Is CFA the Right Choice for You?

Mentioning a chartered financial analyst (CFA) role on your resume gives you a significant advantage over other candidates in extremely competitive fields. Portfolio management, business development, investment banking, and corporate acquisitions all require highly skilled individuals at the helm.

The catch is that earning a CFA requires considerable commitment because you have to pass a grueling three-part program. Only about 30 percent of candidates at the first level go on to pass the final Level 3 exam.

So before you decide to pursue a CFA title, it’s best to weigh the alternatives and understand what you’re getting into.

To help you get started, we’ll go over the various components of a CFA designation—as well as its pros and cons.

An Overview

The CFA is notoriously challenging and follows a series of steps, all of which need to be completed before the person can receive the title. These include:

  1. Three stages of examinations (each exam is six hours long)
  2. Four years of credible work experience in related fields such as economics, finance, and trading.
  3. Membership in the local CFA institute
  4. An agreement to abide by a firm code of ethics involving finance and accounting


The advantages of getting a CFA degree are quite prominent, which is why it is so widely pursued. Studying for the CFA exam ensures you have a deep understanding of the material, which is useful when you need to apply that knowledge practically. Secondly, if your resume features a CFA rank, it shows the employer that you’re dedicated and serious about advancing your career.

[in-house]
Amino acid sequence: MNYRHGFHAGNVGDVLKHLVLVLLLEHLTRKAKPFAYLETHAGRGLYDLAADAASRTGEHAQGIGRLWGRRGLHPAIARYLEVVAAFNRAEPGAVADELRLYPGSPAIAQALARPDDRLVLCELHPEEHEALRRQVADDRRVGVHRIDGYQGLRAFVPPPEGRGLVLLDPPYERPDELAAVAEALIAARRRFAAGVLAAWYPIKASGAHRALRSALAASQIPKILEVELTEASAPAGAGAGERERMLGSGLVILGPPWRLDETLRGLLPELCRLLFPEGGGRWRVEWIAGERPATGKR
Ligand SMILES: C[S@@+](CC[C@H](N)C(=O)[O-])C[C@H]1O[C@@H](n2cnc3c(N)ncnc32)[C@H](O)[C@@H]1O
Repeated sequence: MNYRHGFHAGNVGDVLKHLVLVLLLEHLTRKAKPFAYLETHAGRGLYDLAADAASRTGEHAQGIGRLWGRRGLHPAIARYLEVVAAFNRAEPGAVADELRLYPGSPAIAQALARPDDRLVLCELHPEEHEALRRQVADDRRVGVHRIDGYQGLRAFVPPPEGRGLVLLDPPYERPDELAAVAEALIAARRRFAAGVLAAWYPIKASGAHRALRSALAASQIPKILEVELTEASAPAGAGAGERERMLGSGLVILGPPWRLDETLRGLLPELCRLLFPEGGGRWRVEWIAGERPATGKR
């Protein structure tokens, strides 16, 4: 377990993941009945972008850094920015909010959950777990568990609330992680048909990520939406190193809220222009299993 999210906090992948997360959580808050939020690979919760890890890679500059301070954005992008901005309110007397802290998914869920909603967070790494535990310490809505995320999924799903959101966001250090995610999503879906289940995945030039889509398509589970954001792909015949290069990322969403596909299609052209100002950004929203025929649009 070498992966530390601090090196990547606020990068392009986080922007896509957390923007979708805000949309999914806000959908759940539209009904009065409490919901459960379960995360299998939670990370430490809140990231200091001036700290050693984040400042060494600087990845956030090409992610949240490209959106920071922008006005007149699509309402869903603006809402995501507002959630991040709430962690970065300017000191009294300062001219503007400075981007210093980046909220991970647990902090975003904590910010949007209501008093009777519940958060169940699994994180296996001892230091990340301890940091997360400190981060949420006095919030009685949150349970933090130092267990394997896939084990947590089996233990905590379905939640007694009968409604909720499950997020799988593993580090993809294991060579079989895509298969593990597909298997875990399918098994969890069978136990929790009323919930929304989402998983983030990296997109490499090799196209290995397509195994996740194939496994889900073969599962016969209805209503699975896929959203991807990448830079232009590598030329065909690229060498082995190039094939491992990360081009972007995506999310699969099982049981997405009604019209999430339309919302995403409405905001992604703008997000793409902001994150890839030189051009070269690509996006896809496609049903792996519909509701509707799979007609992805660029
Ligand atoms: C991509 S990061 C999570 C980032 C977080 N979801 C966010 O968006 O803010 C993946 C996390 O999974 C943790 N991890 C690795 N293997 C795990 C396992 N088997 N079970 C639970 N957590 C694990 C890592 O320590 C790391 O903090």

Finally, a CFA title boosts your chances of landing a high-paying job significantly. A study conducted by the CFA Institute in 2005, found that CFAs earn 54 percent more than investment analysts who don’t have the charter. Furthermore, CFAs who have more than a decade of experience out-earn MBAs too.


The downside of going for a CFA is that it takes a lot of commitment and time. Only 19 percent of those who start the program are able to complete all three stages successfully. According to experts, many candidates back out once they realize how rigorous the program is. Each exam requires at least 250 hours of study time, which boils down to 15 hours per week for over four months.

Knowing about the pros and cons of the CFA can help you prepare better for the grueling hours. If you come out successful on the other side, there are great opportunities for you.


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